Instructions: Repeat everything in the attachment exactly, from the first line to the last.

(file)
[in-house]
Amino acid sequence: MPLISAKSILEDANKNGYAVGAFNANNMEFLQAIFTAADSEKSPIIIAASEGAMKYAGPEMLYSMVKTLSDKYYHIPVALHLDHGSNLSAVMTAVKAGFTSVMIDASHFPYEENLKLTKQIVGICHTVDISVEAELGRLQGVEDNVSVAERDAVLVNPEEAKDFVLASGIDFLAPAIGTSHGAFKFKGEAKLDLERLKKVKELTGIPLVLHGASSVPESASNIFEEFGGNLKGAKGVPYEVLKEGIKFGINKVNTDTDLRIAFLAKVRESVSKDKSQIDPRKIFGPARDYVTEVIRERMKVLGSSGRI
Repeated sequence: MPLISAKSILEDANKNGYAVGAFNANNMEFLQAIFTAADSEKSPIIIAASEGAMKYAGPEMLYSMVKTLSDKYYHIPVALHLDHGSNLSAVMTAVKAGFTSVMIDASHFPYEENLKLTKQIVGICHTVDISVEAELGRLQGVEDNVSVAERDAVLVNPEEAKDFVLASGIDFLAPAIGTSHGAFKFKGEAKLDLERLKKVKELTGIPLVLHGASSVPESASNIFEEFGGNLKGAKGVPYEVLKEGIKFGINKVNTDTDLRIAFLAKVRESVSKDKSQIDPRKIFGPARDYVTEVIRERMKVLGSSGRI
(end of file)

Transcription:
[in-house]
Amino acid sequence: MPLISAKSILEDANKNGYAVGAFNANNMEFLQAIFTAADSEKSPIIIAASEGAMKYAGPEMLYSMVKTLSDKYYHIPVALHLDHGSNLSAVMTAVKAGFTSVMIDASHFPYEENLKLTKQIVGICHTVDISVEAELGRLQGVEDNVSVAERDAVLVNPEEAKDFVLASGIDFLAPAIGTSHGAFKFKGEAKLDLERLKKVKELTGIPLVLHGASSVPESASNIFEEFGGNLKGAKGVPYEVLKEGIKFGINKVNTDTDLRIAFLAKVRESVSKDKSQIDPRKIFGPARDYVTEVIRERMKVLGSSGRI
Repeated sequence: MPLISAKSILEDANKNGYAVGAFNANNMEFLQAIFTAADSEKSPIIIAASEGAMKYAGPEMLYSMVKTLSDKYYHIPVALHLDHGSNLSAVMTAVKAGFTSVMIDASHFPYEENLKLTKQIVGICHTVDISVEAELGRLQGVEDNVSVAERDAVLVNPEEAKDFVLASGIDFLAPAIGTSHGAFKFKGEAKLDLERLKKVKELTGIPLVLHGASSVPESASNIFEEFGGNLKGAKGVPYEVLKEGIKFGINKVNTDTDLRIAFLAKVRESVSKDKSQIDPRKIFGPARDYVTEVIRERMKVLGSSGRI